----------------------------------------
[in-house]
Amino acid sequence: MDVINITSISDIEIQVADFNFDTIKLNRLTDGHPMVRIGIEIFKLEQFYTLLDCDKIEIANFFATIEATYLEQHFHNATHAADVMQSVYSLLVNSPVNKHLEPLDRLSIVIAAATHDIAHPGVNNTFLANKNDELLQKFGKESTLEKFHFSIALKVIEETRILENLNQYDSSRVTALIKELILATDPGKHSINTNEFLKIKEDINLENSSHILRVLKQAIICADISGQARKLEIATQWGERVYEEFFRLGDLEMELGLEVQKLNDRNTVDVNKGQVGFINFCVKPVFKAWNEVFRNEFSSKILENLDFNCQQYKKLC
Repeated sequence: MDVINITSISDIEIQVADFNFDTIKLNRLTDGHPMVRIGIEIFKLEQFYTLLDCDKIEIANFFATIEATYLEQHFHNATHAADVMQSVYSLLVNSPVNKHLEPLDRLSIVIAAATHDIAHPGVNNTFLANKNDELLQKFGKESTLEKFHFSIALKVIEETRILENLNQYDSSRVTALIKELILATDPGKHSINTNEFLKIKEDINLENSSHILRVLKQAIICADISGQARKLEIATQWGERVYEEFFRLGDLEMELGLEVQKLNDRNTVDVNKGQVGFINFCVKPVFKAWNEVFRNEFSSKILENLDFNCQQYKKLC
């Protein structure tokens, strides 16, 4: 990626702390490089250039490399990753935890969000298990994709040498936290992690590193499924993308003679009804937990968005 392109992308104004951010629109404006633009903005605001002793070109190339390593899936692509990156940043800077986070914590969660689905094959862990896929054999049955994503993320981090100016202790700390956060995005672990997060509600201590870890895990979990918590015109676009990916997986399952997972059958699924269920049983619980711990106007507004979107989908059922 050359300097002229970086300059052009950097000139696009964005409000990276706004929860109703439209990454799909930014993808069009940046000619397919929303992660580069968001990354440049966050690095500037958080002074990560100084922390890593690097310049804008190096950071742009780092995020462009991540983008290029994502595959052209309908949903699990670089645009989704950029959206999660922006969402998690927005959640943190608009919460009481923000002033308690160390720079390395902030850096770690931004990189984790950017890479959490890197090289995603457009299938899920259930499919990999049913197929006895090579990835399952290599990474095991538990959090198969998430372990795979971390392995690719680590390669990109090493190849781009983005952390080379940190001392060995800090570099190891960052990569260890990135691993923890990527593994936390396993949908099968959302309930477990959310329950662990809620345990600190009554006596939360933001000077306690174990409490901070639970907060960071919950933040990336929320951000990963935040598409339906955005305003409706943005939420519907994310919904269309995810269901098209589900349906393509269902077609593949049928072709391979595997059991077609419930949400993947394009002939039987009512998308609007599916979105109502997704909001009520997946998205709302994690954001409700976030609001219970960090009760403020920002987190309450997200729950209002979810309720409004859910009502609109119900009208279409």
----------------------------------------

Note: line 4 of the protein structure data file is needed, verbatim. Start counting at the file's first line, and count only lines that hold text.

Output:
């Protein structure tokens, strides 16, 4: 990626702390490089250039490399990753935890969000298990994709040498936290992690590193499924993308003679009804937990968005 392109992308104004951010629109404006633009903005605001002793070109190339390593899936692509990156940043800077986070914590969660689905094959862990896929054999049955994503993320981090100016202790700390956060995005672990997060509600201590870890895990979990918590015109676009990916997986399952997972059958699924269920049983619980711990106007507004979107989908059922 050359300097002229970086300059052009950097000139696009964005409000990276706004929860109703439209990454799909930014993808069009940046000619397919929303992660580069968001990354440049966050690095500037958080002074990560100084922390890593690097310049804008190096950071742009780092995020462009991540983008290029994502595959052209309908949903699990670089645009989704950029959206999660922006969402998690927005959640943190608009919460009481923000002033308690160390720079390395902030850096770690931004990189984790950017890479959490890197090289995603457009299938899920259930499919990999049913197929006895090579990835399952290599990474095991538990959090198969998430372990795979971390392995690719680590390669990109090493190849781009983005952390080379940190001392060995800090570099190891960052990569260890990135691993923890990527593994936390396993949908099968959302309930477990959310329950662990809620345990600190009554006596939360933001000077306690174990409490901070639970907060960071919950933040990336929320951000990963935040598409339906955005305003409706943005939420519907994310919904269309995810269901098209589900349906393509269902077609593949049928072709391979595997059991077609419930949400993947394009002939039987009512998308609007599916979105109502997704909001009520997946998205709302994690954001409700976030609001219970960090009760403020920002987190309450997200729950209002979810309720409004859910009502609109119900009208279409």